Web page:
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A fond farewell to the father of the French Paradox

This has been a year of continued affirmation of the role of wine as a central component of healthy living, but rather than a review I would like to pay tribute to Serge Renaud, considered by many to be the father of the “French paradox.” It was a seminal moment in 1991, on the CBS-television show “60 Minutes” when Dr. Renaud offered that “A moderate and regular wine consumption of one to three drinks per day, which is common in France, protects us” from the much higher incidence of heart disease in America. Dr. Renaud collapsed walking to the beach near his Mediterranean home on October 28 at age 85.
Though born the son of a winemaker, Renaud’s early studies focused on dietary factors comprising what would later come to be known as the Mediterranean Diet. There were important differences in the composition of dietary fats -specifically omega -3 and 6 fatty acids - that seemed to hold the key. Over time however it became apparent that regular wine consumption was a critical part of the…

Red wine headaches syndrome: Why is it still a problem?

If you are prone to headaches from red wine, would you drink wine made from genetically modified yeast if you knew you wouldn’t react to it? The problem of headaches from wine is one of the most frequent questions I get at lectures on wine and health. From an anti-aging point of view, evidence clearly points to red wine as a healthy habit. But if it gives you headaches, it just isn’t worth it. The good news is that we know what causes the headaches and how to make wine that doesn’t provoke them; the bad news is that almost no one is making wine that way. The reasons behind this are enough to cause befuddle the brain and cause a headache all over again.
You can thank University of British Columbia Biotechnology Professor Hennie van Vuuren for developing the solution. A sufferer of the red wine syndrome himself, Dr. van Vuuren has been working on the solution for some 15 years. The problem stems from compounds called biogenic amines, which include histamine and some rather nasty soundin…

Resveratrol, wine, and cancer: an update

A recent study on the effects of resveratrol on prostate cancer highlights one of the tantalizing aspects of this red wine antioxidant: a long list of potential anti-cancer properties. It must be pointed out however that nearly all of the evidence for this comes from laboratory research, and though there are some clinical trials in progress it is premature to claim anti-cancer benefits for resveratrol supplements. But if any of it pans out it could lead to significant breakthroughs.
One of the things that make resveratrol so intriguing as an anti-cancer agent is that it not only suppresses cancer cell growth but seems to protect normal cells from the toxic effects of cancer treatment. Radiation treatment is a particularly troublesome therapy because of lasting effects on healthy cells in the treatment zone. But several lines of evidence suggest that resveratrol may pull off the ultimate hat trick: protecting the healthy cells while sensitizing cancerous cells to radiation.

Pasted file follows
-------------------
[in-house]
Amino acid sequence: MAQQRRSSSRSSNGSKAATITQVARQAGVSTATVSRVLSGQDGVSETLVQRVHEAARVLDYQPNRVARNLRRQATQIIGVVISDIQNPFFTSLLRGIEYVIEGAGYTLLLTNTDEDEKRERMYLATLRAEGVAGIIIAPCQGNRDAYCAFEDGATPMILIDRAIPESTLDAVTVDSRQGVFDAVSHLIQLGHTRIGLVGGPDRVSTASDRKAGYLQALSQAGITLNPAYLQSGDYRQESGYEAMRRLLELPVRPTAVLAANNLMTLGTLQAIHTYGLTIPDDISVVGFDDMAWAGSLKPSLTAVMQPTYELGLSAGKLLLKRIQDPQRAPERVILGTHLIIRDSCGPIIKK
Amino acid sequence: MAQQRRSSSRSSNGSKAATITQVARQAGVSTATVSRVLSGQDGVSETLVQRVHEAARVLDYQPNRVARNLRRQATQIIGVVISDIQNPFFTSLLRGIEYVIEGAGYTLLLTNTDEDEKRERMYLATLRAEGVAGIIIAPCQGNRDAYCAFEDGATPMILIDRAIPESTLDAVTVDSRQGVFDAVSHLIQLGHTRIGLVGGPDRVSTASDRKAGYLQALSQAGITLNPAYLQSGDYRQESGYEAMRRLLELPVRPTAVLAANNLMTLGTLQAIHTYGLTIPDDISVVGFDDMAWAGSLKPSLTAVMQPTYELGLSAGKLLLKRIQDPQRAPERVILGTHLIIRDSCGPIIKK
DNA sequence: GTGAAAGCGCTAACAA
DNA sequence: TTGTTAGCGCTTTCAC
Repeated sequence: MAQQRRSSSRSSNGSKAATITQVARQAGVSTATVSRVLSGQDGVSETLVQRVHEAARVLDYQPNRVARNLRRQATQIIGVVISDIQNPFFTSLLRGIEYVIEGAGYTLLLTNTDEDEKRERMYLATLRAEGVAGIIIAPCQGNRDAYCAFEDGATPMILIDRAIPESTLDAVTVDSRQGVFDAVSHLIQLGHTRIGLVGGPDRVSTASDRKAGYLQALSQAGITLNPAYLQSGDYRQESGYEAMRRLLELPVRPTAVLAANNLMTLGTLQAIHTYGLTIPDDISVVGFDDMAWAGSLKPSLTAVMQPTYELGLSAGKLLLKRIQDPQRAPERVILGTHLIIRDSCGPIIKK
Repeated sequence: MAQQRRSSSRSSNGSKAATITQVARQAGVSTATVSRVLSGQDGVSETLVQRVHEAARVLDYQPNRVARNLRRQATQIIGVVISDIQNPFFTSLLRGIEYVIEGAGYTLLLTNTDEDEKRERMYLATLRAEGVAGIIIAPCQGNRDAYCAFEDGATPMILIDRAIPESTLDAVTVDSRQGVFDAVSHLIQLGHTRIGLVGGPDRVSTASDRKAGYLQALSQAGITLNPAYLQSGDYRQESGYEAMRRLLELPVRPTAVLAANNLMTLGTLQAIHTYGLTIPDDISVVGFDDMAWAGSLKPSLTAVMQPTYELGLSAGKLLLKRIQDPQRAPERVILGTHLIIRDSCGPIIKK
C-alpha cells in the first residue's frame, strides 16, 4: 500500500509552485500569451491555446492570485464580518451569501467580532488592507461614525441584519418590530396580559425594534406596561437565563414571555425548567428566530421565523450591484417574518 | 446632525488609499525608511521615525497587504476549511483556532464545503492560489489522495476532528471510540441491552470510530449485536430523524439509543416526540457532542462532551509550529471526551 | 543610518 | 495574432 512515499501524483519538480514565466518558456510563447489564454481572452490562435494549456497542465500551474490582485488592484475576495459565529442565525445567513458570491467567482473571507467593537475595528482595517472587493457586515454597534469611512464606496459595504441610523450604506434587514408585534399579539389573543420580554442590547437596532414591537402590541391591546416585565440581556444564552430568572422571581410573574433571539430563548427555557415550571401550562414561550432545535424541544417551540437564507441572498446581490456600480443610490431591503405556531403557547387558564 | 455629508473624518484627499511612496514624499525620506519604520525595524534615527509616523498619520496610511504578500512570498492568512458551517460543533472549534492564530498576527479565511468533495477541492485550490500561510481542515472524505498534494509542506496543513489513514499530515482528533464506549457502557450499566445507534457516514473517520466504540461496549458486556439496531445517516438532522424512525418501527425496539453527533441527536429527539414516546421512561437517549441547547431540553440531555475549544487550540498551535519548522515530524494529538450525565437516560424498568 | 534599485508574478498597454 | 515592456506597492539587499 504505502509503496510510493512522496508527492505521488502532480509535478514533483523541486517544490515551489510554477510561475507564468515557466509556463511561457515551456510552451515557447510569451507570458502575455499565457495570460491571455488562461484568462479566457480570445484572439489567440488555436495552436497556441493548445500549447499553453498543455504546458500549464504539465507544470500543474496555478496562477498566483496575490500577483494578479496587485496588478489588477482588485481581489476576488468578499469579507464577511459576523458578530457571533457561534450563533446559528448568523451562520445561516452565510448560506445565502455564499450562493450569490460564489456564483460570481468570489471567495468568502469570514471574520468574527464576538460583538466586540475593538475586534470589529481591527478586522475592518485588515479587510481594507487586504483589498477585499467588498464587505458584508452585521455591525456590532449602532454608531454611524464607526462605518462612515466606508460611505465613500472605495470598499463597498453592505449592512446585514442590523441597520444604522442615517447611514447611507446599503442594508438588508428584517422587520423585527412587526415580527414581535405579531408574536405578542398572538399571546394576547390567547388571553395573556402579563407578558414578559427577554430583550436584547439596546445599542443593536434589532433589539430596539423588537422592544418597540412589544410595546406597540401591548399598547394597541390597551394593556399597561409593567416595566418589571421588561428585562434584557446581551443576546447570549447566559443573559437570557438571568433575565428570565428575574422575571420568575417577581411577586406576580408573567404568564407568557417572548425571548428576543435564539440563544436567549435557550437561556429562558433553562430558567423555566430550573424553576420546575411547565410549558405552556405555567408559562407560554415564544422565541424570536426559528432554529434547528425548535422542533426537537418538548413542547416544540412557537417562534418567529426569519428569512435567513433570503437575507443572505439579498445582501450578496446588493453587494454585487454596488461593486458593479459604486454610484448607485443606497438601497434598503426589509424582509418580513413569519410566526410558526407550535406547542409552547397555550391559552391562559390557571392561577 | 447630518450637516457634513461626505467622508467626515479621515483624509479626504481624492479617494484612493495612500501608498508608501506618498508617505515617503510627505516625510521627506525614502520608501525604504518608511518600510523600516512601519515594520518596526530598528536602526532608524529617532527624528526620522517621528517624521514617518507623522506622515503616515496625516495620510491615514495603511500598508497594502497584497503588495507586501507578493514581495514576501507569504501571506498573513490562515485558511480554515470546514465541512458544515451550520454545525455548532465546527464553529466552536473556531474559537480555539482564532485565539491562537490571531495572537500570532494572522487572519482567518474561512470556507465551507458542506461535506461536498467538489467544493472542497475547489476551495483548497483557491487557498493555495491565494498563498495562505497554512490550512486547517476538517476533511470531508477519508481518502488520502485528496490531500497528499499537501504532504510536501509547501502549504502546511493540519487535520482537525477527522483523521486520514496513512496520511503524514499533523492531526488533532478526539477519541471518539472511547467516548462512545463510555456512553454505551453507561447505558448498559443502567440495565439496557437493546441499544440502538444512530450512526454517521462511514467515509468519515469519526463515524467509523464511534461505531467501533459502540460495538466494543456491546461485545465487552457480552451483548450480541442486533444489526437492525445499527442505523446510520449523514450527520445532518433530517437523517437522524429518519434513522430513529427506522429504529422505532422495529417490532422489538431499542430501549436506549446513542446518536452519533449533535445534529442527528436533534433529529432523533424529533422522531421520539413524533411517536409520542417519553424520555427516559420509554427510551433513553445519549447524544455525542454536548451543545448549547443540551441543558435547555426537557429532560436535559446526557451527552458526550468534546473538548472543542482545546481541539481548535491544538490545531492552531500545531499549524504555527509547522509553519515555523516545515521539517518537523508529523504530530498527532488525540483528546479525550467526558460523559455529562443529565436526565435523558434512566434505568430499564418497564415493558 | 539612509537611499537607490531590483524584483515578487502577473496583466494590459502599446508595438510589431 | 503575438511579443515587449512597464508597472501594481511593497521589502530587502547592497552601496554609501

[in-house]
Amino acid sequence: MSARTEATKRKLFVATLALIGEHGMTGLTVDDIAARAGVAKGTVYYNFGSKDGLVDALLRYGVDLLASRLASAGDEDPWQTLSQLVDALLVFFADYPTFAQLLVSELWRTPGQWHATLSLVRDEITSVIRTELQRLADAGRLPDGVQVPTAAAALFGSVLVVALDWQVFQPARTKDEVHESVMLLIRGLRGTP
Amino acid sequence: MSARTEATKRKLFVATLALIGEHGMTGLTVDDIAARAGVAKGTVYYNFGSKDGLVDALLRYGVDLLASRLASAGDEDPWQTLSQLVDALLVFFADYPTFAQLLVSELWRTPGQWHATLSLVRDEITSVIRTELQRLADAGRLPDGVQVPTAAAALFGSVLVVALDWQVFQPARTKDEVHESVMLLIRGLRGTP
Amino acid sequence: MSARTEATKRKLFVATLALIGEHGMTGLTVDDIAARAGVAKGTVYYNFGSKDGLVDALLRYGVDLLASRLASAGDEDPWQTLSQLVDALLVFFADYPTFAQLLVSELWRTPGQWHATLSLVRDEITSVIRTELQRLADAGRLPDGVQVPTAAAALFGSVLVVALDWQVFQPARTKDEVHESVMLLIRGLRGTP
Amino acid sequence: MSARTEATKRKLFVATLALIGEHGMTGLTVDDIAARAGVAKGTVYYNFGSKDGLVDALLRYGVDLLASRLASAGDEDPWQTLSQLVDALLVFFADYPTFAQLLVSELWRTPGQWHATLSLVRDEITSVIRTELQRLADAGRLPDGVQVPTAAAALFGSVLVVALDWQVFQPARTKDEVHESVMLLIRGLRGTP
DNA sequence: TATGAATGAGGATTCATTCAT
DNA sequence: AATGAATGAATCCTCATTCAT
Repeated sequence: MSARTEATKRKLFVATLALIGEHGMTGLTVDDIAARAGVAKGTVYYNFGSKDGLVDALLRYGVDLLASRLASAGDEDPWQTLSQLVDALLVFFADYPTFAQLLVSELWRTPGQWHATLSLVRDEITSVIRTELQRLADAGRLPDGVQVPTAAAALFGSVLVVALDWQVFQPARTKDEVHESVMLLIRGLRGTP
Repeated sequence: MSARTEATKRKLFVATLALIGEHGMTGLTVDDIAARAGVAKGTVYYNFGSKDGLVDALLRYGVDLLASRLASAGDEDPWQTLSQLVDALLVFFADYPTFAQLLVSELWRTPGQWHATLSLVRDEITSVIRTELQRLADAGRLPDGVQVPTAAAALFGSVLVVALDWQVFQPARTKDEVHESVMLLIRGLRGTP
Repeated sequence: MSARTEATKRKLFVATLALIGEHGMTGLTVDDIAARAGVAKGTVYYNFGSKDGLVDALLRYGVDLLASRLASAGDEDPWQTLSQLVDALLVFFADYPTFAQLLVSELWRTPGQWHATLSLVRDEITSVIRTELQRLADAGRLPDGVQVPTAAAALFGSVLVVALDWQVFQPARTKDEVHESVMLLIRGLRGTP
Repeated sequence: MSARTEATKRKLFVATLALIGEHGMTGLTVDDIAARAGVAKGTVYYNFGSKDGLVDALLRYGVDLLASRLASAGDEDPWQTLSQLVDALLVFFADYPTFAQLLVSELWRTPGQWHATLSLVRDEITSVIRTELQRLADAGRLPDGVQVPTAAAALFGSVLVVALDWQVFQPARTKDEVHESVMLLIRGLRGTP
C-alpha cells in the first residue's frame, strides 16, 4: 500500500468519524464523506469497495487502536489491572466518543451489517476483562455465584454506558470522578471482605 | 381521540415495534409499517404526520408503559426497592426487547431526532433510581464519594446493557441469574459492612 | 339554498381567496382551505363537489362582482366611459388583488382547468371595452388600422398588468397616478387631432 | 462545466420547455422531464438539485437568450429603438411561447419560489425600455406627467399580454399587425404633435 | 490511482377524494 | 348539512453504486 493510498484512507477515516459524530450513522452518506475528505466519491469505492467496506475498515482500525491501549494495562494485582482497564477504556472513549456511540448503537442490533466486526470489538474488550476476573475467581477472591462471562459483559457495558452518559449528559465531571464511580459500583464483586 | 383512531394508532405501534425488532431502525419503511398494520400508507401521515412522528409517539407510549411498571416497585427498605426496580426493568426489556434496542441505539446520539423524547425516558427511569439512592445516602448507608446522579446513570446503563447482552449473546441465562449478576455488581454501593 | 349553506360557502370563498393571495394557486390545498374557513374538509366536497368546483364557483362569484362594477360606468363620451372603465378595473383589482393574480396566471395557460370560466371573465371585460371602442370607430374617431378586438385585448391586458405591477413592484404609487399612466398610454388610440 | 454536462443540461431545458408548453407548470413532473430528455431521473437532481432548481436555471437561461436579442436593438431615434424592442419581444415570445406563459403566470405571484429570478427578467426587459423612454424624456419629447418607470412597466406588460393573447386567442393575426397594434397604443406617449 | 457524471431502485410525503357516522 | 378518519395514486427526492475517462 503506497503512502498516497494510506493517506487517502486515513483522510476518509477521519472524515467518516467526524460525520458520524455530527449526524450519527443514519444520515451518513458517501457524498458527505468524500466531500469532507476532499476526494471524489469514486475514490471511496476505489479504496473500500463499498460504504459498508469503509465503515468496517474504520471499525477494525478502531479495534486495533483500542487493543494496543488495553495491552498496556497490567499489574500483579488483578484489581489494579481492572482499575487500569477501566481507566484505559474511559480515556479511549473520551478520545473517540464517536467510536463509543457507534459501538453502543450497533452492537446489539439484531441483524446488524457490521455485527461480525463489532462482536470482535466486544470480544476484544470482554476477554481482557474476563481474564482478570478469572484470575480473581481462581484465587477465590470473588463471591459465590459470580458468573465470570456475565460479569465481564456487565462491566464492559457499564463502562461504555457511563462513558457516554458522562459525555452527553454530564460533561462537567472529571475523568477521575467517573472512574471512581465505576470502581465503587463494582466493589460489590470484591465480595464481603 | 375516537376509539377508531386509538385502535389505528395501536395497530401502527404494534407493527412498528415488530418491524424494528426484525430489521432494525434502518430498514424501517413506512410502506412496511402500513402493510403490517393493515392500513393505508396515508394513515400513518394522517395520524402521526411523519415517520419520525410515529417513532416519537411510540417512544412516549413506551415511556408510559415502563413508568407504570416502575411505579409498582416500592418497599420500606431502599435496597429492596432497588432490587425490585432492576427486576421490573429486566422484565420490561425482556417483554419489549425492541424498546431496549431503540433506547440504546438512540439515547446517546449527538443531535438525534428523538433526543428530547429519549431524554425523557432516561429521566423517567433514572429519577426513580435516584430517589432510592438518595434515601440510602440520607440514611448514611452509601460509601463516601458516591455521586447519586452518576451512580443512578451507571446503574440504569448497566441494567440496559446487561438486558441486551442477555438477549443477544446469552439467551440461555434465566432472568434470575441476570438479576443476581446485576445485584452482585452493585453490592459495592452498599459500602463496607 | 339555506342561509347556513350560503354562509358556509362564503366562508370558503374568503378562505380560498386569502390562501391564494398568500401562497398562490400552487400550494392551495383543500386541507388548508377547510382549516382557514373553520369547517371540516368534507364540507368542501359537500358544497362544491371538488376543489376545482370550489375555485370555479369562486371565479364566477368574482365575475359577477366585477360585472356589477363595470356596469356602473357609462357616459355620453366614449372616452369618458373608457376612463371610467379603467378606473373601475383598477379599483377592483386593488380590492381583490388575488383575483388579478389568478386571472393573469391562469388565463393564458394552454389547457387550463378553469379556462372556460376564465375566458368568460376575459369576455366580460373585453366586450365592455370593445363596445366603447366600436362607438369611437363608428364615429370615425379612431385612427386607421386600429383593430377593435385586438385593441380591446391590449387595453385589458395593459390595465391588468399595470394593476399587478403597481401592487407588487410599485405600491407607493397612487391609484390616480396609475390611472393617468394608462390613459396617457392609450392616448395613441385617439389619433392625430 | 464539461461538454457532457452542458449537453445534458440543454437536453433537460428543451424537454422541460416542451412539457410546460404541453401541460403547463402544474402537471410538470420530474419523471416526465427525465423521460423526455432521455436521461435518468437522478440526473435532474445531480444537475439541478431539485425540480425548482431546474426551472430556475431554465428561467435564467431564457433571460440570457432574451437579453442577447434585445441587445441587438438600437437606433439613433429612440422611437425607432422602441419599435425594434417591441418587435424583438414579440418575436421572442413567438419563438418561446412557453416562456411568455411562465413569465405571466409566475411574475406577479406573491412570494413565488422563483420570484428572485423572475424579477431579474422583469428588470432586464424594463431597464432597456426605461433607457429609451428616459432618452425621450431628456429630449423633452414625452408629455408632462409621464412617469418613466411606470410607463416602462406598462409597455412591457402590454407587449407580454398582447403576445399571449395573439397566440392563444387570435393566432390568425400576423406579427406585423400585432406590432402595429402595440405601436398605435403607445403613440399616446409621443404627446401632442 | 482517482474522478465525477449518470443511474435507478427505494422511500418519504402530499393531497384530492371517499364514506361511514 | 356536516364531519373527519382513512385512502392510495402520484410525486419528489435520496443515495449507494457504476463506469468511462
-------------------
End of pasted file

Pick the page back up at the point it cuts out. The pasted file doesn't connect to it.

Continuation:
This most r…

New study on resveratrol supplements widely misinterpreted

Quote: “A new study is hinting women may want to think twice before picking up a glass and toasting to their health. Health Magazine is reporting that researchers from Washington University School of Medicine have discovered that healthy middle-aged women do not benefit from taking resveratrol supplements.” (from Fox News)
Am I the only one who sees that those two sentences do not make sense? What the study showed is that taking a particular supplement does no good, not that drinking red wine is bad. Seems pretty simple to me but it points out a common misconception that needs to be dispelled (again). The thinking goes like this: We know from a multitude of studies that red wine consumption in moderation is linked to a long list of health benefits. These include lower rates of cardiovascular disease, osteoporosis, Alzheimer’s, and diabetes, to name just a few. But alcohol is of course bad for you, so the whole benefit must be from something else.
Enter resveratrol, the miracle molecul…

Is de-alcoholized wine better for health?

Over the past few weeks there has been a flurry of news coverage over a clinical study finding that de-alcoholized red wine lowered blood pressure, but not whole wine. The usual interpretation was that wine without the alcohol was probably a better choice for health, with the blood pressure drop projected to equate to about a 14% decrease in heart disease risk. Supplement makers proclaimed that their wine-derived resveratrol pills were therefore a smarter choice, others concluded that grape juice would do the trick. But other studies out on alcohol found unique benefits, and as you have seen here before a broader view is needed in order to see the picture clearly.